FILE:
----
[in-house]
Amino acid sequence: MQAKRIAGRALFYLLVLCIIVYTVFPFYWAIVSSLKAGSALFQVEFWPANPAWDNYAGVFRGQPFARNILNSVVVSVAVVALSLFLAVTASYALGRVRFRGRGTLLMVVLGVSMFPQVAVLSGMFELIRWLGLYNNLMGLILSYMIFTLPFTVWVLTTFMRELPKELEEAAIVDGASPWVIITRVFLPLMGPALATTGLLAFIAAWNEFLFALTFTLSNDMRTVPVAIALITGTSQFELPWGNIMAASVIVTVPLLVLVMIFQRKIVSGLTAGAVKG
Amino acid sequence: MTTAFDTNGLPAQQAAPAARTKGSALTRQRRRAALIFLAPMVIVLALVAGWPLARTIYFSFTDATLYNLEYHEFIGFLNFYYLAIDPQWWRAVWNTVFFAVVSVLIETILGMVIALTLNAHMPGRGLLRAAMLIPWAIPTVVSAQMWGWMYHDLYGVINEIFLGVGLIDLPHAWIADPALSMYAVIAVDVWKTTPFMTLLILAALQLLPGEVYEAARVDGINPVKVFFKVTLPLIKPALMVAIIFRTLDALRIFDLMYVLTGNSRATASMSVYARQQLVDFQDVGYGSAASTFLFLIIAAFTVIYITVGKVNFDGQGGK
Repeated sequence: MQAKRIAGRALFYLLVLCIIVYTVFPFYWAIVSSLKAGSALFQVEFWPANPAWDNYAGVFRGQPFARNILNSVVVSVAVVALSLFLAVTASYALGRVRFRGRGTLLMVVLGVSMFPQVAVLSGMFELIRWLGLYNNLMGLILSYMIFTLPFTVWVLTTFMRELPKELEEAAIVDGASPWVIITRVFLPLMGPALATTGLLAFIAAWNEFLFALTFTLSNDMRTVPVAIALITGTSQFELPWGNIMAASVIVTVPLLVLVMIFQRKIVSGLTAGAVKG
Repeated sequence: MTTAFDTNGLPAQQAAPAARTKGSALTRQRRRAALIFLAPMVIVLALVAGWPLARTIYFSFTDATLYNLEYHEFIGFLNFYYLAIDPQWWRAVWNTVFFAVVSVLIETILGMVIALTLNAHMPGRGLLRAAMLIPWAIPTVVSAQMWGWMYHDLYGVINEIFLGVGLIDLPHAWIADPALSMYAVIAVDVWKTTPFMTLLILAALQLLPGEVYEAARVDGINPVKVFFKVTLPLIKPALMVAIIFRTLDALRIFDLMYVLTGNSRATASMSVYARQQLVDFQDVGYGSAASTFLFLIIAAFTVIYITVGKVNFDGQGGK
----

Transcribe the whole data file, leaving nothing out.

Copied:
[in-house]
Amino acid sequence: MQAKRIAGRALFYLLVLCIIVYTVFPFYWAIVSSLKAGSALFQVEFWPANPAWDNYAGVFRGQPFARNILNSVVVSVAVVALSLFLAVTASYALGRVRFRGRGTLLMVVLGVSMFPQVAVLSGMFELIRWLGLYNNLMGLILSYMIFTLPFTVWVLTTFMRELPKELEEAAIVDGASPWVIITRVFLPLMGPALATTGLLAFIAAWNEFLFALTFTLSNDMRTVPVAIALITGTSQFELPWGNIMAASVIVTVPLLVLVMIFQRKIVSGLTAGAVKG
Amino acid sequence: MTTAFDTNGLPAQQAAPAARTKGSALTRQRRRAALIFLAPMVIVLALVAGWPLARTIYFSFTDATLYNLEYHEFIGFLNFYYLAIDPQWWRAVWNTVFFAVVSVLIETILGMVIALTLNAHMPGRGLLRAAMLIPWAIPTVVSAQMWGWMYHDLYGVINEIFLGVGLIDLPHAWIADPALSMYAVIAVDVWKTTPFMTLLILAALQLLPGEVYEAARVDGINPVKVFFKVTLPLIKPALMVAIIFRTLDALRIFDLMYVLTGNSRATASMSVYARQQLVDFQDVGYGSAASTFLFLIIAAFTVIYITVGKVNFDGQGGK
Repeated sequence: MQAKRIAGRALFYLLVLCIIVYTVFPFYWAIVSSLKAGSALFQVEFWPANPAWDNYAGVFRGQPFARNILNSVVVSVAVVALSLFLAVTASYALGRVRFRGRGTLLMVVLGVSMFPQVAVLSGMFELIRWLGLYNNLMGLILSYMIFTLPFTVWVLTTFMRELPKELEEAAIVDGASPWVIITRVFLPLMGPALATTGLLAFIAAWNEFLFALTFTLSNDMRTVPVAIALITGTSQFELPWGNIMAASVIVTVPLLVLVMIFQRKIVSGLTAGAVKG
Repeated sequence: MTTAFDTNGLPAQQAAPAARTKGSALTRQRRRAALIFLAPMVIVLALVAGWPLARTIYFSFTDATLYNLEYHEFIGFLNFYYLAIDPQWWRAVWNTVFFAVVSVLIETILGMVIALTLNAHMPGRGLLRAAMLIPWAIPTVVSAQMWGWMYHDLYGVINEIFLGVGLIDLPHAWIADPALSMYAVIAVDVWKTTPFMTLLILAALQLLPGEVYEAARVDGINPVKVFFKVTLPLIKPALMVAIIFRTLDALRIFDLMYVLTGNSRATASMSVYARQQLVDFQDVGYGSAASTFLFLIIAAFTVIYITVGKVNFDGQGGK